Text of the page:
It’s easy to forget that the Buffalo Sabres were playing a game while the Ryan Miller trade was announced. Remarkably, they managed to beat the San Jose Sharks 4-2 on Friday amid all the distractions.
The Sabres didn’t deny how odd it felt to play while learning that their captain Steve Ott and franchise goalie Miller had been traded. Tyler Myers called it a “strange game” while Marcus Foligno tried to treat it as business as usual.
“You have to be professional,” Foligno said.
“It was tough, but give the guys credit,” Head coach Ted Nolan said. “They battled.”
Speaking of being a professional, Matt Moulson continues to drive his trade value up, as he scored a game-winning goal on Friday after sending Buffalo into OT on Wednesday. Teams certainly must be keeping tabs on a winger who found the net for the 17th time between his games in Buffalo and with the New York Islanders this season.
If you want to talk about strange timing, the Sabres are enjoying their first three-game winning streak of the season. Jhonas Enroth made a strong argument for a few extra looks even with Jaroslav Halak headed to town (for now?) by stopping 36 out of 38 shots.
Considering how conditional draft picks may work out, many hardcore Buffalo Sabres fans might be as interested in the New York Islanders’ and St. Louis Blues’ progress as this season goes on. Still, the current roster must play on, and they’ve looked scrappy since returning from the Olympic break.
Buffalo Sabres defenseman Carlo Colaiacovo has experienced plenty of bad injury luck in his winding career, but Saturday presented one of his worst scares.
As you can see from the video above, Colaiacovo received a scary cross-check from Viktor Arvidsson of the Nashville Predators, who received a major penalty and game misconduct.
Sabres head coach Dan Bylsma said that Colaiacovo was hospitalized with a “dented trachea” yet is OK, the Buffalo News’ John Vogl reports.
Frightening stuff from an eventual 4-1 Sabres win.
PHT will keep an eye out for additional updates regarding Colaiacovo’s health (and a possible suspension for Arvidsson).
Patrick Kane set an American scoring record, and added another assist to make it more impressive, but the Los Angeles Kings just wouldn’t be denied.
In the end, Marian Gaborik‘s big night meant more than Kane’s; he scored the tying and then overtime game-winner, both assisted by Anze Kopitar, for a rousing 4-3 overtime Kings win.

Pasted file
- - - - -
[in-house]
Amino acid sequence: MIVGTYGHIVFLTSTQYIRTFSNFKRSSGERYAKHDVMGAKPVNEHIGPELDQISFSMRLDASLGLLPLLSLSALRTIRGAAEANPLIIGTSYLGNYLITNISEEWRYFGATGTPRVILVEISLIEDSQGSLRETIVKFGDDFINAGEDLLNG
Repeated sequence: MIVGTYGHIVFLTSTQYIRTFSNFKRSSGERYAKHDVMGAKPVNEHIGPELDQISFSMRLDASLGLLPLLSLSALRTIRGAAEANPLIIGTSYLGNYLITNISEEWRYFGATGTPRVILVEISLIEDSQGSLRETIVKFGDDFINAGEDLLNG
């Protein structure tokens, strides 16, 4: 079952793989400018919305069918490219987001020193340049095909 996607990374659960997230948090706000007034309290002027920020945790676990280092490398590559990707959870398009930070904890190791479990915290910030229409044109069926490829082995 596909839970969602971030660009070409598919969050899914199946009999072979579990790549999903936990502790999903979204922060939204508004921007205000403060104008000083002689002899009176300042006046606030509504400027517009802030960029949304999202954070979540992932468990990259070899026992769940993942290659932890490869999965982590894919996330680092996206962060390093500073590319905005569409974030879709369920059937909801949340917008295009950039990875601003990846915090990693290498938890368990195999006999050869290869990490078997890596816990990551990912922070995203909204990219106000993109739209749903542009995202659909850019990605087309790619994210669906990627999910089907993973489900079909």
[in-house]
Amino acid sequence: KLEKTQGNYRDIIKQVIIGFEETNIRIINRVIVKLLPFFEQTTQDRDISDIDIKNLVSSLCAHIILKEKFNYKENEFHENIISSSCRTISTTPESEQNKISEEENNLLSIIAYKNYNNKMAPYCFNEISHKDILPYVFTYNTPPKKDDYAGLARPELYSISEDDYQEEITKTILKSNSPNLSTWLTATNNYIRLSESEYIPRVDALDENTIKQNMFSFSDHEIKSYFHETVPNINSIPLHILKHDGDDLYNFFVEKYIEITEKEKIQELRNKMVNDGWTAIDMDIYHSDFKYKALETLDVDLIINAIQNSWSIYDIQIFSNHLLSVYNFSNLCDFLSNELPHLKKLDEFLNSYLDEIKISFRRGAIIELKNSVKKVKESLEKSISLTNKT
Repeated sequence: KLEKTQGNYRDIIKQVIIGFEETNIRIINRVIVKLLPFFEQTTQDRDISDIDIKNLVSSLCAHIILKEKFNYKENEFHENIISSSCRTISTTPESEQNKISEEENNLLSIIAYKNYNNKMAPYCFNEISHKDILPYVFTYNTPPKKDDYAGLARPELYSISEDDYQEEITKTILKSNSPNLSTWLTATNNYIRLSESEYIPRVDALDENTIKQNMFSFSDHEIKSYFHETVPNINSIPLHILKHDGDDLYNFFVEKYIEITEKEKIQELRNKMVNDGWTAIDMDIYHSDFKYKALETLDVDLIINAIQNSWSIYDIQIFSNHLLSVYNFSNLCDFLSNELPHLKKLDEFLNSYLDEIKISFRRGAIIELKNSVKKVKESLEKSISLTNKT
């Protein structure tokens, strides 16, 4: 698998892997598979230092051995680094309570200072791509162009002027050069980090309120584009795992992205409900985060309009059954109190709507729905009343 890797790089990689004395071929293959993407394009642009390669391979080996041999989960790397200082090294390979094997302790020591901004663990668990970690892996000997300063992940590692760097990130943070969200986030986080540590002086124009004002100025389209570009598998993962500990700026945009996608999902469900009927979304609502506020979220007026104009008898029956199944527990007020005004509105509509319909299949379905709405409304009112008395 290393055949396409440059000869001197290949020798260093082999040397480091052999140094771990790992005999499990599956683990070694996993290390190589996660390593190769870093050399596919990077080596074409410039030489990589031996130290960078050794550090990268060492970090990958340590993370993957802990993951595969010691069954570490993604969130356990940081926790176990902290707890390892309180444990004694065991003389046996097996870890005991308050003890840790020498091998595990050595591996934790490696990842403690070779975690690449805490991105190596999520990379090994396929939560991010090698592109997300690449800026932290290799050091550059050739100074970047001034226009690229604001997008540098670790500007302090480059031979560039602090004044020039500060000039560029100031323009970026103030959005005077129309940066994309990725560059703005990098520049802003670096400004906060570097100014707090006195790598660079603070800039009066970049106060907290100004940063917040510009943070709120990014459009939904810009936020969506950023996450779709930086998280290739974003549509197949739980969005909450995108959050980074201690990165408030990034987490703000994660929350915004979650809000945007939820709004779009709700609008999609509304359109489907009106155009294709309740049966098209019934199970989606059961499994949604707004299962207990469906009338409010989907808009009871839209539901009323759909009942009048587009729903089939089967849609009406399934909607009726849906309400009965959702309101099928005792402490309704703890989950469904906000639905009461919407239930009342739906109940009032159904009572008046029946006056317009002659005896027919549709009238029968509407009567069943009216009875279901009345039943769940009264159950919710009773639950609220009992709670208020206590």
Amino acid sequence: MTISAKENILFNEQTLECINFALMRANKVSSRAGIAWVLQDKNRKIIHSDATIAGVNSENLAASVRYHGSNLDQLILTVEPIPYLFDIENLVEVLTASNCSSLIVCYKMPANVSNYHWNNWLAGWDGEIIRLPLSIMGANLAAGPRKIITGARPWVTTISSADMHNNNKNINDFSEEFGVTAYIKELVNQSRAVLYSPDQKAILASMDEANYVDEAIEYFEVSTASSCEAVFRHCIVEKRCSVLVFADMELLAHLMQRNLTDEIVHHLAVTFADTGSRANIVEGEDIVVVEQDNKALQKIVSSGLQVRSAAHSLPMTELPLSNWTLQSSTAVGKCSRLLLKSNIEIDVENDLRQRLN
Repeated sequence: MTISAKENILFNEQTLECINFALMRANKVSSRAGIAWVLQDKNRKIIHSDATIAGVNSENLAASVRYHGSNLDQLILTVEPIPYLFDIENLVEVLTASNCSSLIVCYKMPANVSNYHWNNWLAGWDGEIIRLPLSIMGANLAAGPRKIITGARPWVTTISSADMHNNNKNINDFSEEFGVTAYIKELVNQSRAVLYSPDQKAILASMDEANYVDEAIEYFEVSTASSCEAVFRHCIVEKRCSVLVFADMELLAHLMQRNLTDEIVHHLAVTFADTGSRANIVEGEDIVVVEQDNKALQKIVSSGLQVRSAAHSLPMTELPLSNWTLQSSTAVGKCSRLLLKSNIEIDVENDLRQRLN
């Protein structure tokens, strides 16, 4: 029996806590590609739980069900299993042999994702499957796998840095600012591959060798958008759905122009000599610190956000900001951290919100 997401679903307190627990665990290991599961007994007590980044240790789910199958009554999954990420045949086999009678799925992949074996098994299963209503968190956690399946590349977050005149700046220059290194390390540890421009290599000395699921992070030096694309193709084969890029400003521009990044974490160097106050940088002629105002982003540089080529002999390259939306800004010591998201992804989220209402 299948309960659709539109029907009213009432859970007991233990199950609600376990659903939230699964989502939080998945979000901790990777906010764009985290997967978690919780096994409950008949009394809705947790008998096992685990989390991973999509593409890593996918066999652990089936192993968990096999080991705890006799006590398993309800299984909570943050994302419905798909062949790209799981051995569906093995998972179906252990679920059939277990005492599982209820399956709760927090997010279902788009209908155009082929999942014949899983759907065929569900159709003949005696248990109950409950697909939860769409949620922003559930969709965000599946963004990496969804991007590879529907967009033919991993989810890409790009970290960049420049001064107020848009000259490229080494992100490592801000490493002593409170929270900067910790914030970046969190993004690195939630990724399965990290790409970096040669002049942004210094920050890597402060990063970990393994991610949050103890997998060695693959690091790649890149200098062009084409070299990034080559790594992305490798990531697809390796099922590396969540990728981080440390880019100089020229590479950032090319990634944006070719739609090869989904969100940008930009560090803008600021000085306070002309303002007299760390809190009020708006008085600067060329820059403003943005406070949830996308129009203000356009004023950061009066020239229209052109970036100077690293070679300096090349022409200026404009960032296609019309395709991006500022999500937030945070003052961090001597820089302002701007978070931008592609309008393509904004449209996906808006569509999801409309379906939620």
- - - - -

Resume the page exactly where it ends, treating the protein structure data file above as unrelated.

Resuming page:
Gaborik’s first goal:
And here’s video of the OT-GWG:
Noticing a theme tonight? Yeah, it’s been an evening in which it’s dangerous to assume a lead would stand.
With that, the Kings stick to the No. 1 spot in the Pacific Division, but Chicago shouldn’t feel all bad. The Blackhawks were able to piece together a decent run during their dreaded “circus trip.”
When it comes to point streaks for U.S.-born NHL players, Patrick Kane now stands alone.
With a power-play goal early in Saturday’s Blackhawks – Kings game, Kane extended his streak to 19 games, breaking a tie with Phil Kessel and Eddie Olczyk (who finished with at least a point in 18 straight).
As of this writing, Kane has 11 goals and 19 assists during this 19-game streak. He also leads the NHL in scoring.
Bobby Hull’s 21-game point streak stands as the Chicago Blackhawks’ overall team record, by the way.
You know what they say: it’s easy to bash a strategy in hindsight.
Slam that NFL head coach for going for it on fourth down … or settling for the field goal. Bury that MLB manager because he kept a pitcher in too long. And so on.
“Score effects” settle in during almost any lopsided hockey game, yet the Dallas Stars present quite a conundrum: what’s the best way to put a way a team with this much firepower?
Tonight may have presented the greatest evidence that this team won’t go away easy, as it seemed like the Minnesota Wild had the best of a tired Stars team* when they built a 3-0 lead.
Instead, the Stars scored three third-period goals while Tyler Seguin capped the comeback with an overtime-winner.
It was one of those bend-and-then-break moments for Minnesota. Dallas generated a 44-26 shot advantage, including a ridiculous 35-15 edge in the final two periods.
Does that mean that Mike Yeo may have tried to play too conservatively with a healthy lead? It’s a possibility.
On the other hand, would the Wild be wiser to try to run-and-gun with one of the most dangerous offenses in the NHL?
It sure seems like a pick-your-poison situation. Which way would you lean, though?
* – To be fair to Minnesota, each team was on back-to-backs.